According to projections, technology and digitalization will lead to a significant increase in recoverable oil and gas reserves. Bloomberg’s study says digitalization will support approximately 30% of increase in power generation capacity — Steven Griffiths, Member of the Global Energy Prize International Award Committee; Senior Vice President, Research and Development, Khalifa University of Science and Technology.
The process of digital transition in the electric power industry, which will not only improve the efficiency of traditional energy systems, but also reduce maintenance costs and ensure more security of energy supply, is recognized as the key topic by world’s most advanced countries. Development of high tech, such as artificial intelligence and machine learning systems, will open up new possibilities for providing holistic solutions that were previously impossible — Steven Griffiths, Member of the Global Energy Prize International Award Committee; Senior Vice President, Research and Development, Khalifa University of Science and Technology.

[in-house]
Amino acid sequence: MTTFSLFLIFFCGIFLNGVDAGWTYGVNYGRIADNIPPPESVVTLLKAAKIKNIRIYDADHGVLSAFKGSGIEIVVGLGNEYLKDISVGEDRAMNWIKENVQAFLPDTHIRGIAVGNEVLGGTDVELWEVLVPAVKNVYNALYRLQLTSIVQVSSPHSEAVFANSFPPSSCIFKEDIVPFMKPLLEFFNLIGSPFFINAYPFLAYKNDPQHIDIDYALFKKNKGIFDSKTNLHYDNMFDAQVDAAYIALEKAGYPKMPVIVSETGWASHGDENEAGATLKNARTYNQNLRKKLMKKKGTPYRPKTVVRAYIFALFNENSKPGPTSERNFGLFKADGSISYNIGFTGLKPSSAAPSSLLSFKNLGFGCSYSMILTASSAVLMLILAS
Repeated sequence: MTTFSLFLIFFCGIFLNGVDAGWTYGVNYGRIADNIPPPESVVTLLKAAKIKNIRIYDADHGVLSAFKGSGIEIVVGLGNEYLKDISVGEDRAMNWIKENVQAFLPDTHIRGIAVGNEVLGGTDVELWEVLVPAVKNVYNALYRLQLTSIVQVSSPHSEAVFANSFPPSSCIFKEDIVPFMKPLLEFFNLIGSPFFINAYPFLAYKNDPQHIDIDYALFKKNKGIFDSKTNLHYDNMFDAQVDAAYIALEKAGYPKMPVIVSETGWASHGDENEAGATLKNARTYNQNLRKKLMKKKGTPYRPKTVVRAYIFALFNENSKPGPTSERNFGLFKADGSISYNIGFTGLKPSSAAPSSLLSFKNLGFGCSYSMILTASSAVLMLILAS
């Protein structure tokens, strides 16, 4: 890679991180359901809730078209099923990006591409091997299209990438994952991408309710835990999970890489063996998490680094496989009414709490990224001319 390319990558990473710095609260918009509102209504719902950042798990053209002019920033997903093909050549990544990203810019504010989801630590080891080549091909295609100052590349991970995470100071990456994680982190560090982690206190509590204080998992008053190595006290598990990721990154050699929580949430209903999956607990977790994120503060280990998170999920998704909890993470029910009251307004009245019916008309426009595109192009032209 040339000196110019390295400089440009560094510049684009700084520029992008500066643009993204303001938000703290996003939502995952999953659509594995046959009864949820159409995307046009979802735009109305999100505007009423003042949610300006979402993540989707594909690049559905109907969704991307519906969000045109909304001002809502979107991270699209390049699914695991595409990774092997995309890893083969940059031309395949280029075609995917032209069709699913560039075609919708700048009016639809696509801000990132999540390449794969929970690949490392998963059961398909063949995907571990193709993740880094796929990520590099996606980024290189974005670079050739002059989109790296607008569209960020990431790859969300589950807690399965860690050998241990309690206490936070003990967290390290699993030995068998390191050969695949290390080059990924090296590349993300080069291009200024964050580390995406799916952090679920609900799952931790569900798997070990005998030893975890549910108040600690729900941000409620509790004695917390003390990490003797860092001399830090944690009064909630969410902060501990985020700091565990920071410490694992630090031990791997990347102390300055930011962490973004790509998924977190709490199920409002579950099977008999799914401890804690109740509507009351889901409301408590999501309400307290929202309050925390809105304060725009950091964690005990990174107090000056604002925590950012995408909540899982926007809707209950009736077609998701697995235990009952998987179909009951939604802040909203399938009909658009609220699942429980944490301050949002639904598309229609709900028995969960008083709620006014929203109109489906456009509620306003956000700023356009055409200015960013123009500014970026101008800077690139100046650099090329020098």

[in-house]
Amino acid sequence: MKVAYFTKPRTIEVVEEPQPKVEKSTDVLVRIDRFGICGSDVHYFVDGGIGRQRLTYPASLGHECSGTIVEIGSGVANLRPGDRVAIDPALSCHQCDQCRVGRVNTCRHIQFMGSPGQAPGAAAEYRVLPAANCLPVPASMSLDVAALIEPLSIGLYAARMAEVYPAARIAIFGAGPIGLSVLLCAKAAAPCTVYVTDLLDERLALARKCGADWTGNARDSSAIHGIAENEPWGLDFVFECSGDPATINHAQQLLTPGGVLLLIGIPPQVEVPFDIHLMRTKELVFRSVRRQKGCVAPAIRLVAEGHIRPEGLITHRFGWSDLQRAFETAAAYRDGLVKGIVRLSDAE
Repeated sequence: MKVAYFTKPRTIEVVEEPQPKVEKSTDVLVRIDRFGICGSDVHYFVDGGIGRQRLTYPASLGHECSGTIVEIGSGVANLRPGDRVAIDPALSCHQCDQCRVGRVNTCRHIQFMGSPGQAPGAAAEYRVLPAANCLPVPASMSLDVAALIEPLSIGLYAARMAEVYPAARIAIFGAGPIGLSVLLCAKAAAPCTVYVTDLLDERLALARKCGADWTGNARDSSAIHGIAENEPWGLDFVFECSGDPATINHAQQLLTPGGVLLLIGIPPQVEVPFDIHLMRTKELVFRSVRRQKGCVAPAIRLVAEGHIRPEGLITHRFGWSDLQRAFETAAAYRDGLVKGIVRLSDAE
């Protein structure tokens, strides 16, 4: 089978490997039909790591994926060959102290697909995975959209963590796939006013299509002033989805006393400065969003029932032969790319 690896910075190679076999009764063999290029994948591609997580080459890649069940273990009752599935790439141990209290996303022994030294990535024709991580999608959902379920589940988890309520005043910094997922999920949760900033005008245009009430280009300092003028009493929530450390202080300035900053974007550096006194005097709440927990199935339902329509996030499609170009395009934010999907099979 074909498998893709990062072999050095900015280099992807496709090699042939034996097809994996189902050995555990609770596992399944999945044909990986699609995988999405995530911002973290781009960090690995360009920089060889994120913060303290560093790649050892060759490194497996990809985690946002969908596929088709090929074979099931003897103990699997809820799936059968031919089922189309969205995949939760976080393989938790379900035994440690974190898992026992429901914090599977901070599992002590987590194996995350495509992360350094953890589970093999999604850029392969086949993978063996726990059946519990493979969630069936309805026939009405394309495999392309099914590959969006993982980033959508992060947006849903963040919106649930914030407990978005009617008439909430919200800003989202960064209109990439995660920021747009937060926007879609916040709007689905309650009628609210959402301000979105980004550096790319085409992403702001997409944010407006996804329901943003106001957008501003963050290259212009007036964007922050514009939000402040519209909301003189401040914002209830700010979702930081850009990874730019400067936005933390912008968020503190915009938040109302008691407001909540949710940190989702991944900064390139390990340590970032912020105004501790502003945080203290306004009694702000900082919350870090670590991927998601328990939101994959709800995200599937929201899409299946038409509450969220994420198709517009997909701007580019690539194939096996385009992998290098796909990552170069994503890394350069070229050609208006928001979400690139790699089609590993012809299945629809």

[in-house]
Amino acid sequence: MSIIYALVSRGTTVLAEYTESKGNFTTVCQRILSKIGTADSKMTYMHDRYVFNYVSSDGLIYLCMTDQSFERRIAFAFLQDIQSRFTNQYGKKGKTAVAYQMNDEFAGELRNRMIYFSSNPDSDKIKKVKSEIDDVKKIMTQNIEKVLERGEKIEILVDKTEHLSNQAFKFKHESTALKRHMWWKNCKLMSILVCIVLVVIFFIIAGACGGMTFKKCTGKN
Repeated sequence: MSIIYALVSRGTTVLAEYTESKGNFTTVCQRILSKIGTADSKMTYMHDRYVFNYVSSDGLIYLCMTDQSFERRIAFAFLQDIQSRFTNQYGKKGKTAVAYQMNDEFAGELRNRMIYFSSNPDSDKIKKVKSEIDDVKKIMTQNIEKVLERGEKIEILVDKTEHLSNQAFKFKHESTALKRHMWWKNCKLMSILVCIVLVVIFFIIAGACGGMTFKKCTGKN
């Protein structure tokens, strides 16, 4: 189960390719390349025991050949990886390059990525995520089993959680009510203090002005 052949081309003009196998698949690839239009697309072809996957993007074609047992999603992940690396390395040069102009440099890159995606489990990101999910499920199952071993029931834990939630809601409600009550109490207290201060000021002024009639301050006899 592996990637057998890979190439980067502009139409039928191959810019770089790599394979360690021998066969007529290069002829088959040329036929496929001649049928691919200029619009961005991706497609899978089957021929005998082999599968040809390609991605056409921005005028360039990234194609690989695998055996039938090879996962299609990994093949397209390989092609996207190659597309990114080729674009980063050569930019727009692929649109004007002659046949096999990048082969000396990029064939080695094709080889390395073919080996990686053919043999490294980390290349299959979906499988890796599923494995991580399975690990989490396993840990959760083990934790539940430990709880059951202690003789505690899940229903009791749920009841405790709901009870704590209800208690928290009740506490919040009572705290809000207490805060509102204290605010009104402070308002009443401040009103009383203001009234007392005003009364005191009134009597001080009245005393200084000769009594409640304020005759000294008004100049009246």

The efficiency of organic fuel will increase in short-term perspective. <...> A further future holds renewable energy sources. But we must work on them today, otherwise we are going lag behind forever. This is where I see such important areas as solar energy and geothermal energy. But gradual transition to petrothermal energy is even more promising. It uses heat from dry rocks at depths of 3 to 10 kilometres. That is where temperature reaches 350 degrees Celsius, and it is estimated to be an inexhaustible source of heat. At the very least, it will be sufficient for the entire time of humanity’s existence, taking into account the complete life cycle of developed civilizations. The idea of extracting deep heat was proposed by Tsiolkovsky in 1897. But it is only today that there is an opportunity to realize it — Sergey Alekseyenko, Academician, Member of the Department of Energy, Mechanical Engineering, Mechanics, and Control Processes, Russian Academy of Sciences.